The US Air Force (USAF) has reached 600,000 flight hours in its Pilatus PC-12 (U-28A in USAF service) turboprop utility aircraft.
USAF spokesperson Captain Savannah Stephens said on 18 February that 328,000 of those flight hours supported flight operations outside the contiguous US (OCONUS). The initial block of U-28As were procured and modified for use in Operation Enduring Freedom, which lasted from 2001 to 2014, and Operation Iraqi Freedom, which lasted from 2003 to 2011.
A U-28A assigned to the 319th Special Operations Squadron parked on the flight line at Hurlburt Field, Florida, on 12 August 2020. The aircraft, a modified Pilatus PC-12 turboprop utility aircraft, has reached 600,000 flight hours in USAF service. (US Air Force)
The U-28A is a modified single-engine aircraft and is part of the Air Force Special Operations Command (AFSOC) manned airborne intelligence, surveillance, and reconnaissance (ISR) fleet. The aircraft provides manned fixed-wing tactical airborne ISR support to humanitarian operations, search and rescue, and conventional and special operations missions.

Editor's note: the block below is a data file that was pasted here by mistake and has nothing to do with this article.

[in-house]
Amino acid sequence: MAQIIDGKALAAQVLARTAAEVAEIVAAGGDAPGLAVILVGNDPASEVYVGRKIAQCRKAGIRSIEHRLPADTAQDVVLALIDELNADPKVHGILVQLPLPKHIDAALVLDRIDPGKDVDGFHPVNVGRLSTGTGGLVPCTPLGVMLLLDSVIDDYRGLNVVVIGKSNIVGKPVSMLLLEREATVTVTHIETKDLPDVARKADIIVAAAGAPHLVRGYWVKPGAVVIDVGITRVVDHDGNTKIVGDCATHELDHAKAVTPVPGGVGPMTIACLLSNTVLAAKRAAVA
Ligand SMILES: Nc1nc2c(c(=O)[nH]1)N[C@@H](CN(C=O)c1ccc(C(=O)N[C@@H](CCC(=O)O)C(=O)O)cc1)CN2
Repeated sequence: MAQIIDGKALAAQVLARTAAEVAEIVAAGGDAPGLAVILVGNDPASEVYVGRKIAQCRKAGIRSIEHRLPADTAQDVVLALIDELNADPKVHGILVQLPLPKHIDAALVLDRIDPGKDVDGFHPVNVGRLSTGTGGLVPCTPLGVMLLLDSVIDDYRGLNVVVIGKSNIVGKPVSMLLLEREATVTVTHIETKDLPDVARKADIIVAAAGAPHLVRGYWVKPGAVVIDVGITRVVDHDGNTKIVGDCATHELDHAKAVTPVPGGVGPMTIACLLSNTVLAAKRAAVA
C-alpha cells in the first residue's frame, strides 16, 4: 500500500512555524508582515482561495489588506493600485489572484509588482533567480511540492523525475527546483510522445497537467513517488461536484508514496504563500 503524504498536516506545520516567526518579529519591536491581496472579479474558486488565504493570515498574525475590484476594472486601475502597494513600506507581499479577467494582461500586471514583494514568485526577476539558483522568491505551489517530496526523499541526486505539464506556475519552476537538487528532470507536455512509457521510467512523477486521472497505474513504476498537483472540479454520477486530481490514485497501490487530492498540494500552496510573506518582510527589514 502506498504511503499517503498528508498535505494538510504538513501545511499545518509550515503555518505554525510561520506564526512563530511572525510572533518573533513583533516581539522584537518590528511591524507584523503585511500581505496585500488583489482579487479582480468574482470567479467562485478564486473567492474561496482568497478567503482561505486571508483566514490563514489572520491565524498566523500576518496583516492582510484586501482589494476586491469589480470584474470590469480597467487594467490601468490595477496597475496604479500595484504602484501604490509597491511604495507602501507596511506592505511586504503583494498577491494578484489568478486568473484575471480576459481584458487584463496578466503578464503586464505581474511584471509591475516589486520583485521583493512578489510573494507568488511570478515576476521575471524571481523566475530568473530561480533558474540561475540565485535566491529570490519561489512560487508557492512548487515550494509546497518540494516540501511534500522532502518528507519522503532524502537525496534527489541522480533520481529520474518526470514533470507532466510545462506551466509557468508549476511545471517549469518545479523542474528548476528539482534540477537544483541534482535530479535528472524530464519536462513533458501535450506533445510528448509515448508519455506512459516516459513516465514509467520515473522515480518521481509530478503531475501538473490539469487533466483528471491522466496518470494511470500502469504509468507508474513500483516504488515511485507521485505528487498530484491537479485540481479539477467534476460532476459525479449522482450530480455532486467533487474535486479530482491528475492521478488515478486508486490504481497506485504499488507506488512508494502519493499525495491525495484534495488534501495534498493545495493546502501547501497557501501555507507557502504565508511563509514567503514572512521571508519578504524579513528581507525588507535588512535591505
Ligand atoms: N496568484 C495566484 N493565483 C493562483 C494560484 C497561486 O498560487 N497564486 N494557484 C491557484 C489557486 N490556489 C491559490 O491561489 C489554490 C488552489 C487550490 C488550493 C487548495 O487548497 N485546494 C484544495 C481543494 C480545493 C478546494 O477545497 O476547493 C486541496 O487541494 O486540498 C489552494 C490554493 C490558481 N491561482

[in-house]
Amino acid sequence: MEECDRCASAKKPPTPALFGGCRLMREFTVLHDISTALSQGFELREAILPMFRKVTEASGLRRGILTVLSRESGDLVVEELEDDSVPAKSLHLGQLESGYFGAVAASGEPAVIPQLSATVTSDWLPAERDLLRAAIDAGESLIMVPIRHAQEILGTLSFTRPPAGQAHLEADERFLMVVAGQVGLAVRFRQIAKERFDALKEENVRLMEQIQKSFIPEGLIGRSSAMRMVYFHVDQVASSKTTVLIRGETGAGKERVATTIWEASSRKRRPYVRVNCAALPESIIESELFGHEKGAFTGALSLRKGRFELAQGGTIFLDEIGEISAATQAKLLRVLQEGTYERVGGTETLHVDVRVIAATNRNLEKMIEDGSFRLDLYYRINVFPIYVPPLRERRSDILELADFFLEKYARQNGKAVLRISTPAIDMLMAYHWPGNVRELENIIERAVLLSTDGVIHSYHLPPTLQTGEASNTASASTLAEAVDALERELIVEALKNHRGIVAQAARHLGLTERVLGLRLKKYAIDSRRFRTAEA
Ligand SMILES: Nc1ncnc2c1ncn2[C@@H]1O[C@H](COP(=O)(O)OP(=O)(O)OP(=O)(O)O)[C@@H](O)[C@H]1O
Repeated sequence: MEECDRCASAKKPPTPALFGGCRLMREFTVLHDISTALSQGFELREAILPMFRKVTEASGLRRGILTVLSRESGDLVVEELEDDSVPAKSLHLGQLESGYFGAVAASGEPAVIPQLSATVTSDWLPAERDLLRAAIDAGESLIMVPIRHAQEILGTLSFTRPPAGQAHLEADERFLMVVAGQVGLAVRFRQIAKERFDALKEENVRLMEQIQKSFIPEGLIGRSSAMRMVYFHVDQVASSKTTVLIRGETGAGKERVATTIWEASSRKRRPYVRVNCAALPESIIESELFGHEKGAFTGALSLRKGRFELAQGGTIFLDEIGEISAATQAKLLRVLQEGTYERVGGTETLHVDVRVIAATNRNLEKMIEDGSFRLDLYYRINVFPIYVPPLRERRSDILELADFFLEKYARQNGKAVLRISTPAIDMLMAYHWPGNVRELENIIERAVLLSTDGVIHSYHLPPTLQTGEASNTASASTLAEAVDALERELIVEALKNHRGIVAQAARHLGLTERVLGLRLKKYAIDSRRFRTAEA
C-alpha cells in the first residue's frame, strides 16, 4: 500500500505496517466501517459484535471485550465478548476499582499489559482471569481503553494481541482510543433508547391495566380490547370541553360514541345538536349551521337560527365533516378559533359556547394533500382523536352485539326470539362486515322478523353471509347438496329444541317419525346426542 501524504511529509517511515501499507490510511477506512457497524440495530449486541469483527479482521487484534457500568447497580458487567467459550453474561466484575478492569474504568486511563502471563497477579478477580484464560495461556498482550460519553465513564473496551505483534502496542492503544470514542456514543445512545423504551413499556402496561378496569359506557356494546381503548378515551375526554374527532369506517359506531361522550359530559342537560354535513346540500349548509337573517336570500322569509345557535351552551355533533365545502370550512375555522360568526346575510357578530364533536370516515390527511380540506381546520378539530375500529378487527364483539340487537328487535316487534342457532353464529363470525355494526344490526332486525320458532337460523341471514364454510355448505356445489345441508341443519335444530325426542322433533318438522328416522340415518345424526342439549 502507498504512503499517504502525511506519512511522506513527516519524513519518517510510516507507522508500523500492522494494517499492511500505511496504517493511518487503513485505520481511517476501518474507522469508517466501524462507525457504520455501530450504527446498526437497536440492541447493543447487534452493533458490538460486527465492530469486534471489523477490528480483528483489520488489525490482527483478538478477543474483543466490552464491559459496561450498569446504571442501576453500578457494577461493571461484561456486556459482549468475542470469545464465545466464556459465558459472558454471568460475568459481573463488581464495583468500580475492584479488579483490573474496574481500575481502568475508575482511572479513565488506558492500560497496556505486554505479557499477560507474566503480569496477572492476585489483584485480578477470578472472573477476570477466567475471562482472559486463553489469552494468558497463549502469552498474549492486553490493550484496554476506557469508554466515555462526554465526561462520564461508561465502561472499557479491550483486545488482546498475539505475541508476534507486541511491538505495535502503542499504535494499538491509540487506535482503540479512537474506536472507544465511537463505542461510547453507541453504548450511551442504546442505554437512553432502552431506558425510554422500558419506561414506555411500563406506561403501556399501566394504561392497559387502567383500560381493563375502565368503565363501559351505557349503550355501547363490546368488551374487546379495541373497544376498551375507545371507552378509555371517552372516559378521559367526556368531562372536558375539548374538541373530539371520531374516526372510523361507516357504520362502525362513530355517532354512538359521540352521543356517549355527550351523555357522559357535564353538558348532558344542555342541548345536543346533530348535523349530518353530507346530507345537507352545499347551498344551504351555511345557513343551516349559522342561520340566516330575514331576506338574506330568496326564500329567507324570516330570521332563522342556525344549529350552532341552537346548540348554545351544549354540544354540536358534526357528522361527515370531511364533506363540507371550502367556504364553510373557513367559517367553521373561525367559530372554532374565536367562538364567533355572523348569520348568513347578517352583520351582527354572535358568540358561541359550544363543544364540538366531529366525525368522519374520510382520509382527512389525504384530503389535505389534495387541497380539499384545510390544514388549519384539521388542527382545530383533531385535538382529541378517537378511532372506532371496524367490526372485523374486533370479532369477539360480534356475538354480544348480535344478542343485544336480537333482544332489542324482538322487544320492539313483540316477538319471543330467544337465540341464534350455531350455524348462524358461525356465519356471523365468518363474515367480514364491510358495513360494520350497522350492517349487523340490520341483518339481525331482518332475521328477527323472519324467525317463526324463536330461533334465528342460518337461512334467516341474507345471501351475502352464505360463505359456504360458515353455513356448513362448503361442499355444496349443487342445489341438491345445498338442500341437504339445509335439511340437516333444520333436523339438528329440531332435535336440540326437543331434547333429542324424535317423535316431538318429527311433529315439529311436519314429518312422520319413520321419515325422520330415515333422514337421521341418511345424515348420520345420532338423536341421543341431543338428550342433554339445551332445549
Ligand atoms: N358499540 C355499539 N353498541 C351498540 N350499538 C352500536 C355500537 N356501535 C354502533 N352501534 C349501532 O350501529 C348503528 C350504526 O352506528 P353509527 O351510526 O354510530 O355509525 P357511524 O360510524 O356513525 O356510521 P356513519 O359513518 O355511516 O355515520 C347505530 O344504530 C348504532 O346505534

The U-28A enterprise receives its maintenance support from Sierra Nevada Corp (SNC), which provides contractor logistics support (CLS). CLS for the U-28A provides nose-to-tail maintenance that includes depot-level maintenance to maintain airworthiness, scheduled phased maintenance, and aircraft modifications.
Capt Stephens said AFSOC, in co-ordination with US Special Operations Command (SOCOM), the U-28A programme office, and SNC, will continue to seek capability upgrades to the U-28A to meet Pentagon, National Defense Strategy (NDS), SOCOM, and AFSOC priorities. A request for comment was made to SNC prior to publication.
AFSOC fielded the U-28A through the purchase of commercially-available aircraft and subsequent military modification. These modifications include tactical communications capabilities, aircraft survivability equipment, electro-optical (EO) sensors, and advanced navigation systems.